Friday, May 6, 2011

How To Mend A Broken Heart

Today is the beginning of a tough few weeks, maybe even a tough couple of months.  At 5:30 am we'll be hitting the road and taking Joey back up to Ann Arbor, Michigan to the University of Michigan C.S. Mott Children's Hospital.  We found out this week that this time they will be sedating Joey so they can do a sedated echocardiogram and get a really good picture of his heart.  

I can't even believe that we are just about four weeks away from his actual surgery date of Wednesday, June 8th.  We have literally known since I was 28 weeks pregnant with Joey that he would likely need open heart surgery.  When he was only one month old, his cardiologist confirmed it.

A sign of spring in our backyard. 
Since he was born we were told that he probably would not ever go into heart failure on his own, but that we needed to know what the signs were to look for just in case he did.  Blueness around the lips.  Lack of color in his skin.  Excessive perspiration.  If you ever worry about leaving your kids with your babysitters try to calmly explain the signs of heart failure and then assure them that it probably won't happen.  Yikes!  We're lucky that all of our sitters have not been intimidated by these instructions.

Joey has an Atrial Septal Defect (ASD), which is sometimes referred to as a hole in the heart.  It is a type of congenital heart defect in which there is an abnormal opening in the dividing wall between the upper filling chambers of the heart (the atria).  Somewhere between 50-60% of kids who have Down syndrome also have some kind of congenital heart defect.  Kids with an ASD have an opening in the wall (septum) between the atria.  As a result, some of the oxygenated blood from the left atrium flows through the hole in the septum into the right atrium, where it mixes with oxygen-poor blood and increases the total amount of blood that flows toward the lungs. 

Joey also has a small VSD and a mitral valve leak, which they have told us they will also fix when they repair his ASD.  In kids with very small ASDs, the defect may close on its own.  Larger ASDs, like Joey's, usually won't close, and must be treated.

The doctors have explained (three of them because I needed to hear from three separate cardiologists that he really needed to have open heart surgery) that due to the size and location of Joey's ASD, he needs to have open heart surgery to repair it and the other issues.  If he doesn't have the surgery, then his heart and lungs may become permanently compromised and damaged.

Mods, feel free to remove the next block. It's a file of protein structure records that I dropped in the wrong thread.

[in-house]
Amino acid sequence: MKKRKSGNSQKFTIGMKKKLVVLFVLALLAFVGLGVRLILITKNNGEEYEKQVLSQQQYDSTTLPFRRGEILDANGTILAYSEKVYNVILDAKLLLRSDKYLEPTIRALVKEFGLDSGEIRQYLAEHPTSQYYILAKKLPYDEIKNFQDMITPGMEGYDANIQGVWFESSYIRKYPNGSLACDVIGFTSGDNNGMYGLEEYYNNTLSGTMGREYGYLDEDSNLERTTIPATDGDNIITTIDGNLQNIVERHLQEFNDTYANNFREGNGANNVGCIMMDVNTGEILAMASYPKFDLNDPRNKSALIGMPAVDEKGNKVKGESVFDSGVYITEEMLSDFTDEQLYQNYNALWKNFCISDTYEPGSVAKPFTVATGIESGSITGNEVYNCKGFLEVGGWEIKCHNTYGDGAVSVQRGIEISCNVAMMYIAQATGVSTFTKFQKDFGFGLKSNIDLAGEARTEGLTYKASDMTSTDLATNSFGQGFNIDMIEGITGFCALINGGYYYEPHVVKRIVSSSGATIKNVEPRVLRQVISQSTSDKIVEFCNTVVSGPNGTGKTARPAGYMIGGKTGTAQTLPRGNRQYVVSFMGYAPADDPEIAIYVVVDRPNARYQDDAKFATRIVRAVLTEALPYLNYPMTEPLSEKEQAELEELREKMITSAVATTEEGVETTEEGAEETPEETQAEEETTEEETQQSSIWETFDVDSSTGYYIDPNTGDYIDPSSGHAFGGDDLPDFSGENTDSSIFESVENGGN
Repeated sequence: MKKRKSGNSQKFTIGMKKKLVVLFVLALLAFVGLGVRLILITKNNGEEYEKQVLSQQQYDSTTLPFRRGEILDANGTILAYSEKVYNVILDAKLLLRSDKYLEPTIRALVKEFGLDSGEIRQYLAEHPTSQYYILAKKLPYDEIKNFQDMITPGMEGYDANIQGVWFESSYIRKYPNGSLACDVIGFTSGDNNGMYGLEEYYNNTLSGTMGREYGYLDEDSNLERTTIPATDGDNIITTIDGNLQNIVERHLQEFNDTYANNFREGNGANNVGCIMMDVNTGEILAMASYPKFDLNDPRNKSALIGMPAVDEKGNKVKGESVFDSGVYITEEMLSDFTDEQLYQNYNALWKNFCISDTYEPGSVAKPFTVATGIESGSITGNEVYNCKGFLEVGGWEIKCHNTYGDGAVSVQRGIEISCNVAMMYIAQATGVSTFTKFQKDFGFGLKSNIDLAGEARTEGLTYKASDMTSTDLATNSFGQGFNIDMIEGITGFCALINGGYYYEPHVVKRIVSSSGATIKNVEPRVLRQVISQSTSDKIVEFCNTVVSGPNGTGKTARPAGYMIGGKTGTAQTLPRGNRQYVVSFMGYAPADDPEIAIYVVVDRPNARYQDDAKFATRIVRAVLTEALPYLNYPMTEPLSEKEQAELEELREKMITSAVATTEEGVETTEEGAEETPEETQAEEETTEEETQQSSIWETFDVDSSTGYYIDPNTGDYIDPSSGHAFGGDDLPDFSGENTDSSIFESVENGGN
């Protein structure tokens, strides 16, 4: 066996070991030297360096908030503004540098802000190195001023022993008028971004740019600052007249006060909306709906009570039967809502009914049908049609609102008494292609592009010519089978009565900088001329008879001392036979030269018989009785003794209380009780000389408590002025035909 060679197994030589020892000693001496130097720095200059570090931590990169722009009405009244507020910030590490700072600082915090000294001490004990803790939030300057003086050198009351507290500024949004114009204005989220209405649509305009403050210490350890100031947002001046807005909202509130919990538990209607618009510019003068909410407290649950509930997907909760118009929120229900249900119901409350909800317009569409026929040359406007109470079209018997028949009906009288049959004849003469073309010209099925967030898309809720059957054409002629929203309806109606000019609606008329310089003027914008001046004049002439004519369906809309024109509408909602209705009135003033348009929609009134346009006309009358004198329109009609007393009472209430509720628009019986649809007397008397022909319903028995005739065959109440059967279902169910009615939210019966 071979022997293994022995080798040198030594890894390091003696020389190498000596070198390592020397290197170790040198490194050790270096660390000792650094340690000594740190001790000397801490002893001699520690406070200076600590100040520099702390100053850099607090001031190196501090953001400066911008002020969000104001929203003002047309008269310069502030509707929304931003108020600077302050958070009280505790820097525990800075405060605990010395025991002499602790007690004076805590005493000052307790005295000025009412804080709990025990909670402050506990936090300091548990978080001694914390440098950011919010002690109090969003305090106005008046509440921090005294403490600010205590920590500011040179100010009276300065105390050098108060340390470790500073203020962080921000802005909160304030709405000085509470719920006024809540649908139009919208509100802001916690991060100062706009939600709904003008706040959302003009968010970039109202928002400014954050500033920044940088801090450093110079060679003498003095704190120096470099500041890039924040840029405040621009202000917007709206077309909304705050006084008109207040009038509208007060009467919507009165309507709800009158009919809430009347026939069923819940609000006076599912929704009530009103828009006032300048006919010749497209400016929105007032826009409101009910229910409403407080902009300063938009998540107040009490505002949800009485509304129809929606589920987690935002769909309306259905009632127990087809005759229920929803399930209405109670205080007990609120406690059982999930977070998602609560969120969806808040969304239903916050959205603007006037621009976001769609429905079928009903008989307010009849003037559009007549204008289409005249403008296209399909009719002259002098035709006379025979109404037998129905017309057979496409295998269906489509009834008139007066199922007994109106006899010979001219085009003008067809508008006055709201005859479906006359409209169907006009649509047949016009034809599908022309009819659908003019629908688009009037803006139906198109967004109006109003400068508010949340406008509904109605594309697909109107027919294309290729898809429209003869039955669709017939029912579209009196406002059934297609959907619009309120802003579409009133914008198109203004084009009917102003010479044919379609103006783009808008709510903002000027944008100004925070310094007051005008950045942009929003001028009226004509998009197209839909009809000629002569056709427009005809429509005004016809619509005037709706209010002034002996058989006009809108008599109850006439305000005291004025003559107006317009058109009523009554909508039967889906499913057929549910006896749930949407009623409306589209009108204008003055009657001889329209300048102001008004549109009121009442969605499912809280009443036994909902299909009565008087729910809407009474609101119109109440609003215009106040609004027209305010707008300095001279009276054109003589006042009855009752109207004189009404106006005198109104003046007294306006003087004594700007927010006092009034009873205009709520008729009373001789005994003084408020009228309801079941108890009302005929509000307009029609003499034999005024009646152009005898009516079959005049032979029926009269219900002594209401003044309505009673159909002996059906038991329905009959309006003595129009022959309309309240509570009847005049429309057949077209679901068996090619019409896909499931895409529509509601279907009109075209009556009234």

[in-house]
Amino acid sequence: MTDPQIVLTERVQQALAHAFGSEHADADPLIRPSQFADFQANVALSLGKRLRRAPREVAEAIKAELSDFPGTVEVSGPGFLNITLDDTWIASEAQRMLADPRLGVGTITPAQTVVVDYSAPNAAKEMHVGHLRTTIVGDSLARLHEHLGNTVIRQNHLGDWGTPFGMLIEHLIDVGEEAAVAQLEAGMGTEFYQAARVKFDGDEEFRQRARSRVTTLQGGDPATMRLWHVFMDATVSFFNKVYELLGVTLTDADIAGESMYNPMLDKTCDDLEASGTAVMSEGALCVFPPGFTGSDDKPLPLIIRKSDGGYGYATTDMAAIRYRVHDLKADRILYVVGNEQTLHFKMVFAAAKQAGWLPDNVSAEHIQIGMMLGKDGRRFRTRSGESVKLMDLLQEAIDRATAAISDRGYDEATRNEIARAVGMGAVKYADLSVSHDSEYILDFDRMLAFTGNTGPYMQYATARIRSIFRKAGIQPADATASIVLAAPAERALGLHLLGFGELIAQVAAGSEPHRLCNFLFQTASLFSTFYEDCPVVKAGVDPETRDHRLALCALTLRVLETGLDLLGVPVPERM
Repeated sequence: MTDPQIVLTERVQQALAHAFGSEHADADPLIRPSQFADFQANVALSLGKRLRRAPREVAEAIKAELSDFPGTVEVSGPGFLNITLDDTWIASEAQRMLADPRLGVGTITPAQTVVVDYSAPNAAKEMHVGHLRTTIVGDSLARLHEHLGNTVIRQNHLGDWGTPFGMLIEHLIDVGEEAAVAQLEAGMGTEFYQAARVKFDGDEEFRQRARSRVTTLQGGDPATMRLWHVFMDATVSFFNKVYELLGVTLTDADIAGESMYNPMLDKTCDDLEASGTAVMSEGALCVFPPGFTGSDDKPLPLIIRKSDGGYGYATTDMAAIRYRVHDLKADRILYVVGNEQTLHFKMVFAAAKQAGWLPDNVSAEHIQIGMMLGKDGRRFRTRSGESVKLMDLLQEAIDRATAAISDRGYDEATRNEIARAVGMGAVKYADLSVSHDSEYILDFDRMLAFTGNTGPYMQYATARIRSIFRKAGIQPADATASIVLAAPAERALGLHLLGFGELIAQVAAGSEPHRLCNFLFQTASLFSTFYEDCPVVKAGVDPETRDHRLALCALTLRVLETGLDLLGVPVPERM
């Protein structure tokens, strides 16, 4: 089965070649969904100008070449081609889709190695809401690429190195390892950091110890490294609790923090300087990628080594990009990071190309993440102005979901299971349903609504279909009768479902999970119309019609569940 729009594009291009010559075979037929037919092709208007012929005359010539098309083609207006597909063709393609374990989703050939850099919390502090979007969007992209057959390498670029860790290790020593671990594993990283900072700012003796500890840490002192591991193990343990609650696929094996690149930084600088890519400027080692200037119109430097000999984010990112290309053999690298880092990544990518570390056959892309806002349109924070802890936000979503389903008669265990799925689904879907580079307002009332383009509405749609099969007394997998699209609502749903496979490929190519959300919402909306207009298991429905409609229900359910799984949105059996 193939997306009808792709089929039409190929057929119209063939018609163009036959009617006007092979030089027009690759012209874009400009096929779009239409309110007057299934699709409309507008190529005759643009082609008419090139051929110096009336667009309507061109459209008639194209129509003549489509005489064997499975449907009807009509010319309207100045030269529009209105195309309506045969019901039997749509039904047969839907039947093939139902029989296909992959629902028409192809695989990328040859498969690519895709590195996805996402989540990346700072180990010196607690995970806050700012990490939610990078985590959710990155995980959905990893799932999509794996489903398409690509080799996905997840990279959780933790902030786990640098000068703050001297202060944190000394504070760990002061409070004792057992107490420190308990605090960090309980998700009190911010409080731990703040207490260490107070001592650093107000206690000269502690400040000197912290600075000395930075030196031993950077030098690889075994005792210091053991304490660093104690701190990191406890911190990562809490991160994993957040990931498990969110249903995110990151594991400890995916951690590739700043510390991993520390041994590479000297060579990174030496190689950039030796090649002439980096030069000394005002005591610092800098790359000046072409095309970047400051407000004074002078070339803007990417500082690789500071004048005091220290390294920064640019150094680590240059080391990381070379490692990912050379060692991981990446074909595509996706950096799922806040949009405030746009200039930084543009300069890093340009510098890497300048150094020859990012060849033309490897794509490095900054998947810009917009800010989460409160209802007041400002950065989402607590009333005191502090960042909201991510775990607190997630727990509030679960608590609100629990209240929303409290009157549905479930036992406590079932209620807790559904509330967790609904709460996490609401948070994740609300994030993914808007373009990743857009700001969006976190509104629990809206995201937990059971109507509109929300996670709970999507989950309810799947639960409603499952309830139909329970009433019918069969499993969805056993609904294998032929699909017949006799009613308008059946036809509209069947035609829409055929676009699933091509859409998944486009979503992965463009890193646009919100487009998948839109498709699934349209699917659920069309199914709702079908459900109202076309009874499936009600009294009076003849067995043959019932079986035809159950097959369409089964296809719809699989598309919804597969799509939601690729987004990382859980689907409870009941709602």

When surgical repair is necessary, the baby undergoes open-heart surgery.  In this procedure, a surgeon makes a cut in the chest and a heart-lung machine is used to do the work of the circulation while the heart surgeon closes the hole.  The ASD may be closed directly with stitches or by sewing a patch of surgical material over the defect.  Eventually, the tissue of the heart heals over the patch or stitches, and by six months after the surgery, the hole will be completely covered with tissue.

Our prayers right now are that Joey stays healthy up until the surgery, that his surgery goes extremely well without any complications and that he recovers quickly and without any infections. Starting on Monday we are going to go back to being extremely cautious about having him near anyone who is ill.

My preparation for June 8th is endlessly reading other blogs about other babies who have had open heart surgery and looking at all the photos.  It helps desensitize me to what Joey will look like going into the surgery and then coming out.  I know it's completely different when it is your own baby, but it's all I know to do for now.

I'm also going to work on a photo book for Tommy.  I'm going to take lots of pictures up at U of M to show Thomas Henry where we will be with his brother while he stays home with LoLo.  It's going to be a tough one to leave him home, but as of now we think it is what will be the least traumatic course for Tommy.

Speaking of LoLo-- as I organized my folders of questions, my bottles for Joey and all of our stuff for this trip to U of M, I pulled out my beautiful Issie Heart Necklace that our nanny, Lauren (LoLo to the boys) got me.  It's one of my badges of strength that I wear to remind me of the many babies and mamas who have traveled down this tough road before them.  It's a gorgeous necklace by Kendra Scott.

The story behind the necklace is that Isabelle "Issie" can best express herself through picture drawings and while undergoing a series of heart examinations, she started to draw hearts to let her family know that her heart was going to be fine.  She worked with Kendra Scott to design the Issie Heart Necklace and now a portion of the proceeds from each necklace is donated to the National Down Syndrome Congress.  I wear mine and it gives me strength.  Thank you, LoLo and thank you for taking good care of Tommy when we have to leave him on days like today.


  1. Love you beautiful friend. Your words give me the gift of feeling like I'm there with you on this journey. Hugs to your precious boys. Always, Shari

  2. Please know that I will be thinking of you guys are you head down this journey. You idea of the photo book for Tommy is great. is an excellent blog about a father's love for his daughter who has Ds. Grace has had one part of her surgery already and right now they are on a similar road for part 2 OHS. He has photos on there for his Gracie.

    Btw, your description of Joey's ASD and the procedure are really good.

    Please keep us posted.

  3. We went through a complete AV canal repair in November. It was awful leading up to it but it has be awesome since. All I can say is if you have any questions please ask and that I will be saying prayers.

  4. Prayers! Thank you for sharing your experience - Ellie has her OHS in a few months (TBA).


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